Long-term HIV-1 Tat Expression in the Brain Led to Neurobehavioral, Pathological, and Epigenetic Changes Reminiscent of Accelerated Aging

Date

2020-02-01

Authors

Zhao, Xiaojie
Fan, Yan
Vann, Philip H.
Wong, Jessica M.
Sumien, Nathalie
He, Johnny J.

ORCID

0000-0002-0077-9873 (Sumien, Nathalie)

Journal Title

Journal ISSN

Volume Title

Publisher

International Society on Aging and Disease

Abstract

HIV infects the central nervous system and causes HIV/neuroAIDS, which is predominantly manifested in the form of mild cognitive and motor disorder in the era of combination antiretroviral therapy. HIV Tat protein is known to be a major pathogenic factor for HIV/neuroAIDS through a myriad of direct and indirect mechanisms. However, most, if not all of studies involve short-time exposure of recombinant Tat protein in vitro or short-term Tat expression in vivo. In this study, we took advantage of the doxycycline-inducible brain-specific HIV-1 Tat transgenic mouse model, fed the animals for 12 months, and assessed behavioral, pathological, and epigenetic changes in these mice. Long-term Tat expression led to poorer short-and long-term memory, lower locomotor activity and impaired coordination and balance ability, increased astrocyte activation and compromised neuronal integrity, and decreased global genomic DNA methylation. There were sex- and brain region-dependent differences in behaviors, pathologies, and epigenetic changes resulting from long-term Tat expression. All these changes are reminiscent of accelerated aging, raising the possibility that HIV Tat contributes, at least in part, to HIV infection-associated accelerated aging in HIV-infected individuals. These findings also suggest another utility of this model for HIV infection-associated accelerated aging studies.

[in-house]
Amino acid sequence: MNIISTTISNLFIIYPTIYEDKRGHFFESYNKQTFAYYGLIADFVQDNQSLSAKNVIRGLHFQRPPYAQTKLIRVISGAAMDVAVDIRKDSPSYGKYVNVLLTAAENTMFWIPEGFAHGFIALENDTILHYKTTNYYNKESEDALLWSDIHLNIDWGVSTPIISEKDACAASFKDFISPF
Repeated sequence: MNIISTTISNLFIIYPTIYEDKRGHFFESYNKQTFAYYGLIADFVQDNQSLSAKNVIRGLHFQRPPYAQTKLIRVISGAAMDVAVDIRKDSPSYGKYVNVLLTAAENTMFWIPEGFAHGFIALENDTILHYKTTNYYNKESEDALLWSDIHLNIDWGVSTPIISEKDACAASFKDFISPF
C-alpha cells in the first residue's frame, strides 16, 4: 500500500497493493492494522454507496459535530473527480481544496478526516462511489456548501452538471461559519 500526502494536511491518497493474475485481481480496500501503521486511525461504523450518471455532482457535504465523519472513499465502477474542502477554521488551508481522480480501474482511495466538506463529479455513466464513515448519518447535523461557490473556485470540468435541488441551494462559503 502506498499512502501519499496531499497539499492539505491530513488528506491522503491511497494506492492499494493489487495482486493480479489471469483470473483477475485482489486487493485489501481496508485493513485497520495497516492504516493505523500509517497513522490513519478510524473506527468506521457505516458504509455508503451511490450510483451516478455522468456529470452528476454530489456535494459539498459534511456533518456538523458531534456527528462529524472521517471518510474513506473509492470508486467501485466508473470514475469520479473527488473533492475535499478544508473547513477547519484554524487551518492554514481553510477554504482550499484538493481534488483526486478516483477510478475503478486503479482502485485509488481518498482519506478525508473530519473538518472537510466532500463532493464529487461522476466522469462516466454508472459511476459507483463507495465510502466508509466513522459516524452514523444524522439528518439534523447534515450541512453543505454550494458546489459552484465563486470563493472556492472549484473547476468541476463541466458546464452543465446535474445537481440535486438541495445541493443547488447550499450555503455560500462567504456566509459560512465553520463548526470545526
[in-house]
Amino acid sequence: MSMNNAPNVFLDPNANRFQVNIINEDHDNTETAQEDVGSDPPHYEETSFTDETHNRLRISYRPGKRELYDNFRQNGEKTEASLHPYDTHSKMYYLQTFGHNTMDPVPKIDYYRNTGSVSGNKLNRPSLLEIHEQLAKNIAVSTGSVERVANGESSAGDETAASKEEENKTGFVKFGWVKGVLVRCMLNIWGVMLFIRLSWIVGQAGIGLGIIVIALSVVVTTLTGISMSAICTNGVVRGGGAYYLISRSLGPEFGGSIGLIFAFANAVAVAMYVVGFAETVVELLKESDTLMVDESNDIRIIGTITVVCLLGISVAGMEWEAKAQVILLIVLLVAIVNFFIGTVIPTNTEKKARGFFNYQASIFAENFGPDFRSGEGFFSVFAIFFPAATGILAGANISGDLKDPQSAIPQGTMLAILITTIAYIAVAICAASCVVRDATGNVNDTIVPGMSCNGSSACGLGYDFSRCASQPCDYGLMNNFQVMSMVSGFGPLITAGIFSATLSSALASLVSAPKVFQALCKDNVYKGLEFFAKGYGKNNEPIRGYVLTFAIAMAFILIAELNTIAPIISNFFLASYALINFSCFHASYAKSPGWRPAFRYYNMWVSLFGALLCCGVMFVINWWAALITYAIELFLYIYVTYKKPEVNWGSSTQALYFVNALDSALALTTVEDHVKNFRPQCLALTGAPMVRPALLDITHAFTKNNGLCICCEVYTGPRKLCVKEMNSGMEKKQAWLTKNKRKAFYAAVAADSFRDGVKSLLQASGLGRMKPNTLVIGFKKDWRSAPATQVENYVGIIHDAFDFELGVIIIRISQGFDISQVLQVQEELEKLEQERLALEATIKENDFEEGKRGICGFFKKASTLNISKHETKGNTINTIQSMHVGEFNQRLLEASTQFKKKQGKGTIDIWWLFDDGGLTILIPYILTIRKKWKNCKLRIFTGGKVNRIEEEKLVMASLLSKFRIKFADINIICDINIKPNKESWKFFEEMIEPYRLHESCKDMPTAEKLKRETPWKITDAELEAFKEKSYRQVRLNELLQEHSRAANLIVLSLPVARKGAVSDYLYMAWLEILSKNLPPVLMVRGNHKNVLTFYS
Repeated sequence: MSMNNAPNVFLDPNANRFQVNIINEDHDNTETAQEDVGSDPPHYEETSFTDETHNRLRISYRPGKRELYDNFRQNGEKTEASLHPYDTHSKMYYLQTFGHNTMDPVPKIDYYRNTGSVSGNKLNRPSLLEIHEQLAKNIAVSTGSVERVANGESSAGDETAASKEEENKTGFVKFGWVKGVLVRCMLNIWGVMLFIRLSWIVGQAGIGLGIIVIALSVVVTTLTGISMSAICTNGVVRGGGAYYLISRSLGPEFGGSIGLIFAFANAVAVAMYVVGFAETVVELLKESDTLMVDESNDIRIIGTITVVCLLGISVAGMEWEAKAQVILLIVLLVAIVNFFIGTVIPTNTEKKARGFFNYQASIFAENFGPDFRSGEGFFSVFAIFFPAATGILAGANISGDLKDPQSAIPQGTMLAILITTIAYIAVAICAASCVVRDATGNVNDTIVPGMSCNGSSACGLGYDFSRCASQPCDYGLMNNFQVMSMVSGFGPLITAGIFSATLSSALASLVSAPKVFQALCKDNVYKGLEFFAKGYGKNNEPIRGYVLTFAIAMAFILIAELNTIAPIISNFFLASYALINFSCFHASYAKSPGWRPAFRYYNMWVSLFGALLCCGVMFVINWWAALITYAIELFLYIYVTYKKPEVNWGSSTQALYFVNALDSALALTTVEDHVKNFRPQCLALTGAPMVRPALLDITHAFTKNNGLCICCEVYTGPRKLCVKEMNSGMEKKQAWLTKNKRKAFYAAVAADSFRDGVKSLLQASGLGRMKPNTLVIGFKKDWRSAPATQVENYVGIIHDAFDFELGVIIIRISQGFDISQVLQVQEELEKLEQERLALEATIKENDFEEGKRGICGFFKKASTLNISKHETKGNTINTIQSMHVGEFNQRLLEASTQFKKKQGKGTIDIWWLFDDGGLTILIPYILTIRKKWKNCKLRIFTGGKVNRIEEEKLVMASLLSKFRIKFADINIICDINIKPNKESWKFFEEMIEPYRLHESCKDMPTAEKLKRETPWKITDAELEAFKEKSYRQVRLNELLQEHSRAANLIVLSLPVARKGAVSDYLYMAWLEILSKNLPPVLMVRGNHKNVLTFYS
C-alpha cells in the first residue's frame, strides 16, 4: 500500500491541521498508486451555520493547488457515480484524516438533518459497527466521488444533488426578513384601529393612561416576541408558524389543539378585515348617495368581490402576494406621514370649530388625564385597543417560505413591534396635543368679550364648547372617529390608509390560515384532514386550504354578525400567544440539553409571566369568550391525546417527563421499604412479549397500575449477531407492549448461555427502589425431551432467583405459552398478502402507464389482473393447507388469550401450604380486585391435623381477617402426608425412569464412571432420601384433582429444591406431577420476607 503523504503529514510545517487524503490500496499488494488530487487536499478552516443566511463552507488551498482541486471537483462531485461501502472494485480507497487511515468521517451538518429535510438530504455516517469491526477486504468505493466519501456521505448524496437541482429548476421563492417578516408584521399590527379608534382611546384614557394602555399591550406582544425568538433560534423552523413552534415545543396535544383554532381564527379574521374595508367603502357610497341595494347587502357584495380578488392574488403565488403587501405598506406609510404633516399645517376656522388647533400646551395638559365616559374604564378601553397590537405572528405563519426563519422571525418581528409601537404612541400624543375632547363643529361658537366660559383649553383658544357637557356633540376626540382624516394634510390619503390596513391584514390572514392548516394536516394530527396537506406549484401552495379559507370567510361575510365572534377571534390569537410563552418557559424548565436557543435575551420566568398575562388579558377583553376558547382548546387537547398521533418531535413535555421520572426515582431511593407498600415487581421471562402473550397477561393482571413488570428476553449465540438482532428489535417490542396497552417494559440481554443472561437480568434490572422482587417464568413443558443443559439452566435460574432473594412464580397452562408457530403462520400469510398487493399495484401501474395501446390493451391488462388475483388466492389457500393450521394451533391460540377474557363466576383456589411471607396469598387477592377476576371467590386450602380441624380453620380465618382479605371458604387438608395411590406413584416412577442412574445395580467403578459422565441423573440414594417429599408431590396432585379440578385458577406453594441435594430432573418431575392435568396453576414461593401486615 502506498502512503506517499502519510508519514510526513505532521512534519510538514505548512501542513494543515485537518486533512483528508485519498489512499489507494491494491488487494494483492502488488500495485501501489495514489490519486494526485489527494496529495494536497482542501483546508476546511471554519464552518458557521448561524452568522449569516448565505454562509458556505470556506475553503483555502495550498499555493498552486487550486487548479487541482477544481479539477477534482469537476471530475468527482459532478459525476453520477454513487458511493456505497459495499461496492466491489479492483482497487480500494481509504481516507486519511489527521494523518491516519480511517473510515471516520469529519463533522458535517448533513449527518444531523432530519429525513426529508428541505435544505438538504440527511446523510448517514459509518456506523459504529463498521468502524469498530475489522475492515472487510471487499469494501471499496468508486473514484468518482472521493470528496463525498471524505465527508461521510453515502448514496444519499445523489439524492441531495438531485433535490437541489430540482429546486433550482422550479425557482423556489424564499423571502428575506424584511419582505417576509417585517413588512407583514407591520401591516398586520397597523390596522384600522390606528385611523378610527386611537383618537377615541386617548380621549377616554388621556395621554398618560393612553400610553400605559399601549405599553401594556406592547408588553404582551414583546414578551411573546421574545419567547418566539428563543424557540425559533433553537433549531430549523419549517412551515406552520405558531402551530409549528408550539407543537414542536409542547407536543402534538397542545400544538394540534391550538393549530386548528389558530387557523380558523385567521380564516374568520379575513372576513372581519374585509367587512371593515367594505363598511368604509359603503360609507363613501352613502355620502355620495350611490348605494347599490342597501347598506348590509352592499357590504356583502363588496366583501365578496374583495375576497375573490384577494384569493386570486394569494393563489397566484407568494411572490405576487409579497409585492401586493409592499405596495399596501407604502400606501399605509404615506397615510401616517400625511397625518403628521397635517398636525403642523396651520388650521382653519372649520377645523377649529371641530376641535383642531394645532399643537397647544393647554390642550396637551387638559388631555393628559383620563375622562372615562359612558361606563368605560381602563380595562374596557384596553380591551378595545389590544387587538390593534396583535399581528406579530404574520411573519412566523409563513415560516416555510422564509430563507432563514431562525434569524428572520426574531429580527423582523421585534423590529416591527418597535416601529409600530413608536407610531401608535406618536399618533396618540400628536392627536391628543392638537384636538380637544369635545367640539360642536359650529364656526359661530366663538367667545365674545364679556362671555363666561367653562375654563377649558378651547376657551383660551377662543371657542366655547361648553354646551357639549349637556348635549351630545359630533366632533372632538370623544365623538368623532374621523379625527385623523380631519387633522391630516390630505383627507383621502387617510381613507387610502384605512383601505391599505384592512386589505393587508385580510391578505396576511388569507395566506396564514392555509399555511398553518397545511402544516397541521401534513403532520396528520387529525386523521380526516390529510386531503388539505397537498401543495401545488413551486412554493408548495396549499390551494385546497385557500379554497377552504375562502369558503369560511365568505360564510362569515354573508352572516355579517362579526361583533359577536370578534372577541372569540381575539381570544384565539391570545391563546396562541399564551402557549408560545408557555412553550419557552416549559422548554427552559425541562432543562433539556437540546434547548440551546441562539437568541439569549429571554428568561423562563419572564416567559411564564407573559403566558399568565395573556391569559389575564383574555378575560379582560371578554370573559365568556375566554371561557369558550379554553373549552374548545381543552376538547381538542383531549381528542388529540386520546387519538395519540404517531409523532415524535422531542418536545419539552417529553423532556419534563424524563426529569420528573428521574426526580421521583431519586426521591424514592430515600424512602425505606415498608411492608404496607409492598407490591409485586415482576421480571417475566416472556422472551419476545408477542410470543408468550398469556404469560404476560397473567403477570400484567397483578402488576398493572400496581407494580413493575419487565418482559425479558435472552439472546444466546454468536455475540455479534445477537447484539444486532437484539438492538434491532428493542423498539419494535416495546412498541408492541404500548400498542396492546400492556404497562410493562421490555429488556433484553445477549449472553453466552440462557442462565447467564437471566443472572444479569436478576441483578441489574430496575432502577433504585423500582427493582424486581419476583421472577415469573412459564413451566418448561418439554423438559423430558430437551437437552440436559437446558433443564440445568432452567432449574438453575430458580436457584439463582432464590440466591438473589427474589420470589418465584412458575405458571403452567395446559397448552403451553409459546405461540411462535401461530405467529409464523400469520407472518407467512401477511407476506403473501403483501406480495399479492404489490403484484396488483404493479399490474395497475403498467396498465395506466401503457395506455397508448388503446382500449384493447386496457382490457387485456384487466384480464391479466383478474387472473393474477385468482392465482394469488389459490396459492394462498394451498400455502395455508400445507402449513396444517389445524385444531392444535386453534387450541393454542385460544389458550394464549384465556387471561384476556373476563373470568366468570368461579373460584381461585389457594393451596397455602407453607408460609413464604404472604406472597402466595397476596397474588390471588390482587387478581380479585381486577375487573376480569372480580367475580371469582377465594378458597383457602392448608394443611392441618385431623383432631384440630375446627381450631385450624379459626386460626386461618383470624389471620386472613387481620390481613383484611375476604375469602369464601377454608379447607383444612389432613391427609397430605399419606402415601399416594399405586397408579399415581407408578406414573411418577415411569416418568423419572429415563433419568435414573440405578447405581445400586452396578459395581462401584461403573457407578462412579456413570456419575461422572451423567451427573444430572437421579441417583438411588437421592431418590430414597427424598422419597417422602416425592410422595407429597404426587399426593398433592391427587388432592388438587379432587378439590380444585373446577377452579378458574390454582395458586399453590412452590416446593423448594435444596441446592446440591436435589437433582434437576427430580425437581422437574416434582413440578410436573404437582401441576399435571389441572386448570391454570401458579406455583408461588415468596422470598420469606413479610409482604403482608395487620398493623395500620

Description

Citation

Zhao, X., Fan, Y., Vann, P. H., Wong, J. M., Sumien, N., & He, J. J. (2020). Long-term HIV-1 Tat Expression in the Brain Led to Neurobehavioral, Pathological, and Epigenetic Changes Reminiscent of Accelerated Aging. Aging and disease, 11(1), 93-107. https://doi.org/10.14336/AD.2019.0323

Rights

Copyright : © 2019 Zhao et al.

License

Attribution 4.0 International (CC BY 4.0)